What’s that over there?

It’s usually a stray tortilla chip. And it will get eaten.

...now I want some more chips....

I need to just walk away.

This is an important step. Sometimes I get so in my head and overwhelmed with making everything perfect that I lose sight of what I am trying to accomplish. At this point I am doubting my entire existence. The best thing at this point is to get up, walk around, pet a furry friend, go for a run, eat some queso, anything to give your mind a break.

Why is the client so dead set on purple everything?

This question will never be answered. Don’t judge me. Purple is terrible. Except purple grapes. They make wine. They win at everything.

What To Expect (And Not Expect) From Your Marketing Firm

What To Expect (And Not Expect) From Your Marketing Firm

Working with your marketing firm or ad agency should be a partnership.  A partnership that allows for open communication, integrity and respect.

You should expect this from your firm.  And they should be able to expect this from you.

When this kind of partnership exists you can expect the following:

  1. Expect them to want the best for your business.
  2. Expect them to give you their best.

In order to do that, they’ll expect you to give them the time, consideration and trust to do the job you hired them to do—this is why you chose them.

Expect to be frustrated at some time during the process.  Usually that happens early on, because a great deal of work is being done that you may not be aware of.  There is much data to be gathered, research to be done, competitive analysis to assemble, and it all needs to be assessed and processed.  There is an extraordinary amount of information to sort through in order to determine what’s valid vs what’s relevant as it relates to the marketing, branding and communication of your product, service or business. Good ideas take time. Don’t expect to rush the process.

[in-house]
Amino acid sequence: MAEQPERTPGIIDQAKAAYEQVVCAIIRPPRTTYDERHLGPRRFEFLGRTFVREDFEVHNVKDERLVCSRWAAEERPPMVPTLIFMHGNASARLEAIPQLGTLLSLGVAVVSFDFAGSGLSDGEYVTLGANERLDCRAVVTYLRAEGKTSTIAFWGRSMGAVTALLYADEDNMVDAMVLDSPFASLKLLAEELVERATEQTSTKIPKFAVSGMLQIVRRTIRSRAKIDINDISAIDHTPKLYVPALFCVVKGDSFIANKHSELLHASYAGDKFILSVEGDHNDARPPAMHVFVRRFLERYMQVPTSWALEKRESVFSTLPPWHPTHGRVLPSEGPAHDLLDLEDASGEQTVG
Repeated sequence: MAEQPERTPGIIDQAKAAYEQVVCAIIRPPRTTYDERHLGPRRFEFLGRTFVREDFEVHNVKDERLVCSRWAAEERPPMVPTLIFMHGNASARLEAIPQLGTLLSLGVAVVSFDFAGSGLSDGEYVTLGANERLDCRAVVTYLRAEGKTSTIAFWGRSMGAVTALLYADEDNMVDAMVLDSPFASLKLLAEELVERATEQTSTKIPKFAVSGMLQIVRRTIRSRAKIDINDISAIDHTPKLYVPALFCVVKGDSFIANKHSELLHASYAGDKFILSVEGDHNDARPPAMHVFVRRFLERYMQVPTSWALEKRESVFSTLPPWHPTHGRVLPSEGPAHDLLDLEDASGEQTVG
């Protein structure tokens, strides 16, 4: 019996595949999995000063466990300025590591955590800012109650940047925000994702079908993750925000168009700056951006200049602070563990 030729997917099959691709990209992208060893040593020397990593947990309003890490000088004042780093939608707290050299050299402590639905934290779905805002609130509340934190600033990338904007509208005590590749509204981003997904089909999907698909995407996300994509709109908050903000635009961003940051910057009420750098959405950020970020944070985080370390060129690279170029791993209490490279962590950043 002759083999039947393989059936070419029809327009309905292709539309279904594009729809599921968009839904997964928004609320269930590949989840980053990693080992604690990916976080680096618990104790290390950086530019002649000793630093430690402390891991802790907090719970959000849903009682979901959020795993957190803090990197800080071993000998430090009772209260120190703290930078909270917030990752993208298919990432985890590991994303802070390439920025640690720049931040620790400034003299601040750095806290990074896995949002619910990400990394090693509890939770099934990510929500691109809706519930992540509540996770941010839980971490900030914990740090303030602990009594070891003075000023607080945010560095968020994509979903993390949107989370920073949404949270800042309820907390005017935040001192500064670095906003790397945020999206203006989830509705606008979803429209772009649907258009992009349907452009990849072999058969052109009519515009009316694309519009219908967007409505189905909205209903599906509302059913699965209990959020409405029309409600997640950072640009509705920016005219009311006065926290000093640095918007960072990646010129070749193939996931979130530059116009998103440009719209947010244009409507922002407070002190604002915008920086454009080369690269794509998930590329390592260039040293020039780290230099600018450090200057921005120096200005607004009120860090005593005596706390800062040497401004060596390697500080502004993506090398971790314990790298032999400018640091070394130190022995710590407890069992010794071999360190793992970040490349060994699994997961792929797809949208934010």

That said, expect them to keep you updated on what’s happening and the progress that’s being made. Expect weekly communication at the very least.

Expect them to first give you what you ask for…then to bring you alternative thinking if they believe it will serve you better. They’ll expect you to be open to hearing their ideas. If you have doubts just ask questions to understand their thinking—there might be something that didn’t occur to you, something even better than you asked for.

All in all, don’t expect miracles.  But expect really good stuff if you’ve established the kind of partnership described above.